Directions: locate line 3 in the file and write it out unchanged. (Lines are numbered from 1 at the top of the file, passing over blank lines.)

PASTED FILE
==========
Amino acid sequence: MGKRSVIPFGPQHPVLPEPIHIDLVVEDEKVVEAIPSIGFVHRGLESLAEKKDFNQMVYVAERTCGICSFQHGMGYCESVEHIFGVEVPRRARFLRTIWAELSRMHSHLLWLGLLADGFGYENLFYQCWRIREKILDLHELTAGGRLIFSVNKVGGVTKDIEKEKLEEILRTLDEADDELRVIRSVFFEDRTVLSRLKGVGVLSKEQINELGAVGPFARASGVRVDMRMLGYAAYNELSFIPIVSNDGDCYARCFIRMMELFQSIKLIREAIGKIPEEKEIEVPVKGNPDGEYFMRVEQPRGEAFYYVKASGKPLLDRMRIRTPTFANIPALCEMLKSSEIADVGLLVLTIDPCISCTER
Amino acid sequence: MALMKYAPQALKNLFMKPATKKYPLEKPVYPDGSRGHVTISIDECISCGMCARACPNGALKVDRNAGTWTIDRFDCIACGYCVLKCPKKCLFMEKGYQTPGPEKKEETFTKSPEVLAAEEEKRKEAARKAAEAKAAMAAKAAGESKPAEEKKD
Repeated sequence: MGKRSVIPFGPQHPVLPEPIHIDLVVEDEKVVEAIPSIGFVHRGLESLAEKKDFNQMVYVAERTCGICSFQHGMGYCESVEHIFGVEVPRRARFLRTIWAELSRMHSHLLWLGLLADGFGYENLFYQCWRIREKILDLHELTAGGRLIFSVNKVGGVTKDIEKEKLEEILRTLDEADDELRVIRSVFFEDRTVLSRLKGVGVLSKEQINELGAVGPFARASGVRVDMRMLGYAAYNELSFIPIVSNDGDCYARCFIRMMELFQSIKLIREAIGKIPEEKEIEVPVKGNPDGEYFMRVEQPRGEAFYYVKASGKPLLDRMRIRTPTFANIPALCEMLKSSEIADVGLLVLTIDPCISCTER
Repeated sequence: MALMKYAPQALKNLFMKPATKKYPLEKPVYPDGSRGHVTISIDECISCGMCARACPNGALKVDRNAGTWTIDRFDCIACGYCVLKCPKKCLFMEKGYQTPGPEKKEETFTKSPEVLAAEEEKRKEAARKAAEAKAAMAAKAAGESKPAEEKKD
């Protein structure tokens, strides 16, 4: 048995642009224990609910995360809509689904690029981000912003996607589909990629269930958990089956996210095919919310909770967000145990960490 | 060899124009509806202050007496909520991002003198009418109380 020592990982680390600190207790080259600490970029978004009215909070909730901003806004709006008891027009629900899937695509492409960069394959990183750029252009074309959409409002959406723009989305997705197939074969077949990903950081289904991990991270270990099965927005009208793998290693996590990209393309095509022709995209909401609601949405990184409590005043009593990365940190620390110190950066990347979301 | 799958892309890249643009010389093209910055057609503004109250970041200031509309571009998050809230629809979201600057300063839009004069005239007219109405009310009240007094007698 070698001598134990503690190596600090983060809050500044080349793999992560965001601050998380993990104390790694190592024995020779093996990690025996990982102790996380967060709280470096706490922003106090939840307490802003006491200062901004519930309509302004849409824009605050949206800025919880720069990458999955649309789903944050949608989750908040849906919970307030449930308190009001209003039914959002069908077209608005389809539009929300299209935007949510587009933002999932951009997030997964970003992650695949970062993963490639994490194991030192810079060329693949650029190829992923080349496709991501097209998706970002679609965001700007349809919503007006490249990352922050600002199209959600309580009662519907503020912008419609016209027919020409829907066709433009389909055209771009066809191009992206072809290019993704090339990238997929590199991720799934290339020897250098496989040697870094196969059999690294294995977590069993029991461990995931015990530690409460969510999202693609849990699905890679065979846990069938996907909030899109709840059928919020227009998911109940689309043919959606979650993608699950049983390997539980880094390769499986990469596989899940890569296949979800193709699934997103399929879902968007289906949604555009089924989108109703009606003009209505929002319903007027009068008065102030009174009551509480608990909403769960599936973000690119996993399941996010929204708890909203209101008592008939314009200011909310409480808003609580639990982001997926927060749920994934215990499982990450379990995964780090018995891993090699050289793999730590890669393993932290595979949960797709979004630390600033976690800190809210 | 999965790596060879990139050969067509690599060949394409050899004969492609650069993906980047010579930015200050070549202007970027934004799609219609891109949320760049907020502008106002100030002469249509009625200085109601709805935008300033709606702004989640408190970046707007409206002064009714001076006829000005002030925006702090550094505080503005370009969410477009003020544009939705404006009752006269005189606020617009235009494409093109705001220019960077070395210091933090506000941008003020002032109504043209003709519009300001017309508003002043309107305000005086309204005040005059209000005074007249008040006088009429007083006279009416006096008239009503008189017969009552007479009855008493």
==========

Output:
Repeated sequence: MGKRSVIPFGPQHPVLPEPIHIDLVVEDEKVVEAIPSIGFVHRGLESLAEKKDFNQMVYVAERTCGICSFQHGMGYCESVEHIFGVEVPRRARFLRTIWAELSRMHSHLLWLGLLADGFGYENLFYQCWRIREKILDLHELTAGGRLIFSVNKVGGVTKDIEKEKLEEILRTLDEADDELRVIRSVFFEDRTVLSRLKGVGVLSKEQINELGAVGPFARASGVRVDMRMLGYAAYNELSFIPIVSNDGDCYARCFIRMMELFQSIKLIREAIGKIPEEKEIEVPVKGNPDGEYFMRVEQPRGEAFYYVKASGKPLLDRMRIRTPTFANIPALCEMLKSSEIADVGLLVLTIDPCISCTER